According to findings from the Uptime Institute’s eighth annual Data Centre Survey, data centre efficiency is the best it’s ever been, yet outages are on the rise.
The survey reveals that the average PUE is at an all-time low of just 1.58, but the frequency and severity of outage incidents has increased by a quarter, when compared to findings from a year ago.
The institute previously noted that data centre operators have been targeting PUE ratings of between 1.2 and 1.5 – the lower the value, the higher the PUE rating and the higher the efficiency of the facility.
Nevertheless, the rate of energy efficiency improvements is narrowing on an annual basis as data centre operators look for new ways to squeeze more production out of each kilowatt/hour.
The Uptime Institute also reported that operators continue to struggle with the trade-offs associated with hybrid IT infrastructure. While nearly two-thirds of those polled said spreading workloads across on-site, colocation and cloud deployments boosted overall resilience, the survey nevertheless found that data centre outages are increasing.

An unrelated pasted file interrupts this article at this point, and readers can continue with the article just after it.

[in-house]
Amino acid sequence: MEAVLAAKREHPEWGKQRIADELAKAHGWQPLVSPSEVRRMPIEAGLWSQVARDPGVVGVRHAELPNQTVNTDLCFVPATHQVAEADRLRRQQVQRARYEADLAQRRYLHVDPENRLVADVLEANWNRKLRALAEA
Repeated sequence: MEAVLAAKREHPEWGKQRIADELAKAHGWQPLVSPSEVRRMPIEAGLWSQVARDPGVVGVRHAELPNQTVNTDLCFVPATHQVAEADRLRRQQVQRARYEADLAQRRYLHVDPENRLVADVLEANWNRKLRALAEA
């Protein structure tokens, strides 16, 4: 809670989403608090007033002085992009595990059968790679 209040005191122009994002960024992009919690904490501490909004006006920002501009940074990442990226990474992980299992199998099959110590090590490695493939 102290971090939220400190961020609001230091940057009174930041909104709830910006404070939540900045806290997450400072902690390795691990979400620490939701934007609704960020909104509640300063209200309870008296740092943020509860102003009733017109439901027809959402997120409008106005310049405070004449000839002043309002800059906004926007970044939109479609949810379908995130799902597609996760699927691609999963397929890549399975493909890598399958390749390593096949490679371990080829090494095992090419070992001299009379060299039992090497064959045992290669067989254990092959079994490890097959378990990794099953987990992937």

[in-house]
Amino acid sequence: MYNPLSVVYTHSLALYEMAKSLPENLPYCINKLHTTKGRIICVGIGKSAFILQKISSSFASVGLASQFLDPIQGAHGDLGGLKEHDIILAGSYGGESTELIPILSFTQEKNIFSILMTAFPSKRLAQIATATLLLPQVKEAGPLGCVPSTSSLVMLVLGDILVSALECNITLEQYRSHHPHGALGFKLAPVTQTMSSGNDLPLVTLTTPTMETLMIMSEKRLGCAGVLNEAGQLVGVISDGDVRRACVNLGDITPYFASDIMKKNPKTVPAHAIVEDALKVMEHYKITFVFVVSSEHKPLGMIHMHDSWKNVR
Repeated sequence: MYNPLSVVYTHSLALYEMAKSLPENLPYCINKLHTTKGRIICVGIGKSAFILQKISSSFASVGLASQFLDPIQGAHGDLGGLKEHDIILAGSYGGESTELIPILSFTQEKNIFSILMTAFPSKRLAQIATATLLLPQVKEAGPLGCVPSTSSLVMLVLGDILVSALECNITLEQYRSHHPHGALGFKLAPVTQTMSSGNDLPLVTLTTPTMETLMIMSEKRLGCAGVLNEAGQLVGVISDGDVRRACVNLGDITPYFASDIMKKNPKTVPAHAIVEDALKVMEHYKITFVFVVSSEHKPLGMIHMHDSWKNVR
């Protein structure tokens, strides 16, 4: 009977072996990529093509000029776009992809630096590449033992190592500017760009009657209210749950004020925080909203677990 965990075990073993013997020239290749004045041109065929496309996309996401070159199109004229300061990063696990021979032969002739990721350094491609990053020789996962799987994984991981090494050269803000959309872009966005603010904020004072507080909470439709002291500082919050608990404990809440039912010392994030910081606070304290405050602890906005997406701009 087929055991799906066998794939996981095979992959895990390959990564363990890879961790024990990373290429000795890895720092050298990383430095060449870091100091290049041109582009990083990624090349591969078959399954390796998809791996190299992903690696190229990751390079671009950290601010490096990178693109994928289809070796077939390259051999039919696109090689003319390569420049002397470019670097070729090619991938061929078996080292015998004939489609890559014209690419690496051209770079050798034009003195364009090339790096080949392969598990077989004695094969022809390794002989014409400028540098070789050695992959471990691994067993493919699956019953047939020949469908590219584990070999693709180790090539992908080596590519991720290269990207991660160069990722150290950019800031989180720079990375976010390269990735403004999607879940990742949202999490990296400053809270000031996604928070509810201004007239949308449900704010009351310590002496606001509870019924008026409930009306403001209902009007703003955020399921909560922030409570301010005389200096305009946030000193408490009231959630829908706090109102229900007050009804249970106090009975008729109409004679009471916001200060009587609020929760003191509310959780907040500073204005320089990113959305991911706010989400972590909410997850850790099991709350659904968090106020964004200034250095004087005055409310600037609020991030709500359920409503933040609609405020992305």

“The rapid growth in the implementation of cloud and hybrid IT approaches has ushered in a period of great change creating technology, organisational and management complexity,” said Andy Lawrence, executive director of research at Uptime Institute.
“Operators are grappling with new challenges, including increased complexity and high interdependency of systems and data centres [and] many are expecting to deploy significant new hybrid and edge computing capacity, which will support new services, but will add an additional layer of complexity in doing so,” Lawrence added.
Data centre operators are employing a variety of resiliency strategies as they attempt to cope with growing complexity. The survey found that 65% are regularly backing up data to a secondary site, while nearly half are also using near real-time data replication to a backup site.
But it isn’t all doom and gloom, the survey also highlighted the growth of distributed infrastructure in the form of edge computing, a shift that could enable greater efficiency as data is processed closer to its source. The rise of edge computing also creates opportunities for use of automation and other tools such as real-time data analytics and machine learning.